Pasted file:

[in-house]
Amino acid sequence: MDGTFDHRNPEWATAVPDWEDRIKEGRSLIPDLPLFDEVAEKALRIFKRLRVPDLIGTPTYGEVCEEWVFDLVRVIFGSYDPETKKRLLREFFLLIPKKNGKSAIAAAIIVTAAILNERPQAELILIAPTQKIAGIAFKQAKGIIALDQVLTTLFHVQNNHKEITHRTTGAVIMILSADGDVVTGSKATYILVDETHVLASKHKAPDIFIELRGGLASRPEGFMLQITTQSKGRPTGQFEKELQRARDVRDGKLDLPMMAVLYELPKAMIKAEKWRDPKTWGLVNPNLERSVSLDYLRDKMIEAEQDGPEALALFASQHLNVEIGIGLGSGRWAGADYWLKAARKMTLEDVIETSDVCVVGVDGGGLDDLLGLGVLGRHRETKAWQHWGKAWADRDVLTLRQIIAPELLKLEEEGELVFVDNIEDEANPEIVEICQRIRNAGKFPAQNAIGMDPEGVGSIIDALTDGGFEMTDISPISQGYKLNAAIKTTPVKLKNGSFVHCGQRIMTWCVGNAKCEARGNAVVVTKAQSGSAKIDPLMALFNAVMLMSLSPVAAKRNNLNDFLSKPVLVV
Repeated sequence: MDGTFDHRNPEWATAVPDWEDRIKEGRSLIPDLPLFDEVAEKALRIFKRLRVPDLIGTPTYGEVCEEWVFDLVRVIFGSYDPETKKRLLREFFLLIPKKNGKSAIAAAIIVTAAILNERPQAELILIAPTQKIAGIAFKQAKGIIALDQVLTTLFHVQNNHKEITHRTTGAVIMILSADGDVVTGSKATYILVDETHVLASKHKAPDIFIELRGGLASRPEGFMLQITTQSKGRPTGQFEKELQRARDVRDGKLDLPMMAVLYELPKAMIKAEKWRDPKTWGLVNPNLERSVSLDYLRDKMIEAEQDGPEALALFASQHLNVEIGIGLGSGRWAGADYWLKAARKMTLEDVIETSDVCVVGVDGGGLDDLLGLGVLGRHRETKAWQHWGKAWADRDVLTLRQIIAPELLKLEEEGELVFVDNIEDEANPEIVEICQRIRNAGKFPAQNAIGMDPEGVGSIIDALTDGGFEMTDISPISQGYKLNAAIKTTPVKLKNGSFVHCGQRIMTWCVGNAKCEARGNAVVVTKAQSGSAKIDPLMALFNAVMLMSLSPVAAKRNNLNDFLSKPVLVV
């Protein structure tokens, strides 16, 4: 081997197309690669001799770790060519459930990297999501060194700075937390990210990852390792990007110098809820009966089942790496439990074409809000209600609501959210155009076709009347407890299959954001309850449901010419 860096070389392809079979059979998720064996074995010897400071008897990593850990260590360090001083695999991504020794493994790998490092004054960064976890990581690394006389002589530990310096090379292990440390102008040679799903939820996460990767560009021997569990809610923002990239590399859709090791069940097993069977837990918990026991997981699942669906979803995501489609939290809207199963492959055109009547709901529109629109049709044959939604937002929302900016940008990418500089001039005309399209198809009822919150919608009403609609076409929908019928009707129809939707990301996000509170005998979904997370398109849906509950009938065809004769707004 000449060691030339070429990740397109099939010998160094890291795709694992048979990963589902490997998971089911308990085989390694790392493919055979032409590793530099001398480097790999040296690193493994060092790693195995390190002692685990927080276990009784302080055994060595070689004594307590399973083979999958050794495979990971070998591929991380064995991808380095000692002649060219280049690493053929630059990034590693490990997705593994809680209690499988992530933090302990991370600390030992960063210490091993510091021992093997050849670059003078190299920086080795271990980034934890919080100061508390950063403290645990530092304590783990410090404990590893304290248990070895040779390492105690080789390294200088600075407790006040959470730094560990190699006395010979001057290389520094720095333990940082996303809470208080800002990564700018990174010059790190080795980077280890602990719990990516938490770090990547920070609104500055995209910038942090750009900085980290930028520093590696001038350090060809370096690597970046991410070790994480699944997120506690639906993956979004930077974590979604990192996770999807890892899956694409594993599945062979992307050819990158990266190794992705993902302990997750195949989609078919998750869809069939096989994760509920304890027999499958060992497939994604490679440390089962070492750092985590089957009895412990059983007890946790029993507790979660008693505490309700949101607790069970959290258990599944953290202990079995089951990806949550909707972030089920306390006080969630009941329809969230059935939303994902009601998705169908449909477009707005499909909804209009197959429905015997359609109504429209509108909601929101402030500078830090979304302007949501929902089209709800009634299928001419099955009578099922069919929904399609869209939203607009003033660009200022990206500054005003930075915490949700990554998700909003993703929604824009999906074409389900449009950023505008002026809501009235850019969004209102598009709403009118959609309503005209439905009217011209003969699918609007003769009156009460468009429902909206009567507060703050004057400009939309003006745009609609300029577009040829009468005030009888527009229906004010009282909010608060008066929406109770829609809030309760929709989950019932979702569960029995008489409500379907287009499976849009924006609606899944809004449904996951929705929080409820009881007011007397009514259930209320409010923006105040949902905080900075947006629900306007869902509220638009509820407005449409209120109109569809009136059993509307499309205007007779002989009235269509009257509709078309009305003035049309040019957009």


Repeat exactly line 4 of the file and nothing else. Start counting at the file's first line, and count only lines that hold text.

């Protein structure tokens, strides 16, 4: 081997197309690669001799770790060519459930990297999501060194700075937390990210990852390792990007110098809820009966089942790496439990074409809000209600609501959210155009076709009347407890299959954001309850449901010419 860096070389392809079979059979998720064996074995010897400071008897990593850990260590360090001083695999991504020794493994790998490092004054960064976890990581690394006389002589530990310096090379292990440390102008040679799903939820996460990767560009021997569990809610923002990239590399859709090791069940097993069977837990918990026991997981699942669906979803995501489609939290809207199963492959055109009547709901529109629109049709044959939604937002929302900016940008990418500089001039005309399209198809009822919150919608009403609609076409929908019928009707129809939707990301996000509170005998979904997370398109849906509950009938065809004769707004 000449060691030339070429990740397109099939010998160094890291795709694992048979990963589902490997998971089911308990085989390694790392493919055979032409590793530099001398480097790999040296690193493994060092790693195995390190002692685990927080276990009784302080055994060595070689004594307590399973083979999958050794495979990971070998591929991380064995991808380095000692002649060219280049690493053929630059990034590693490990997705593994809680209690499988992530933090302990991370600390030992960063210490091993510091021992093997050849670059003078190299920086080795271990980034934890919080100061508390950063403290645990530092304590783990410090404990590893304290248990070895040779390492105690080789390294200088600075407790006040959470730094560990190699006395010979001057290389520094720095333990940082996303809470208080800002990564700018990174010059790190080795980077280890602990719990990516938490770090990547920070609104500055995209910038942090750009900085980290930028520093590696001038350090060809370096690597970046991410070790994480699944997120506690639906993956979004930077974590979604990192996770999807890892899956694409594993599945062979992307050819990158990266190794992705993902302990997750195949989609078919998750869809069939096989994760509920304890027999499958060992497939994604490679440390089962070492750092985590089957009895412990059983007890946790029993507790979660008693505490309700949101607790069970959290258990599944953290202990079995089951990806949550909707972030089920306390006080969630009941329809969230059935939303994902009601998705169908449909477009707005499909909804209009197959429905015997359609109504429209509108909601929101402030500078830090979304302007949501929902089209709800009634299928001419099955009578099922069919929904399609869209939203607009003033660009200022990206500054005003930075915490949700990554998700909003993703929604824009999906074409389900449009950023505008002026809501009235850019969004209102598009709403009118959609309503005209439905009217011209003969699918609007003769009156009460468009429902909206009567507060703050004057400009939309003006745009609609300029577009040829009468005030009888527009229906004010009282909010608060008066929406109770829609809030309760929709989950019932979702569960029995008489409500379907287009499976849009924006609606899944809004449904996951929705929080409820009881007011007397009514259930209320409010923006105040949902905080900075947006629900306007869902509220638009509820407005449409209120109109569809009136059993509307499309205007007779002989009235269509009257509709078309009305003035049309040019957009």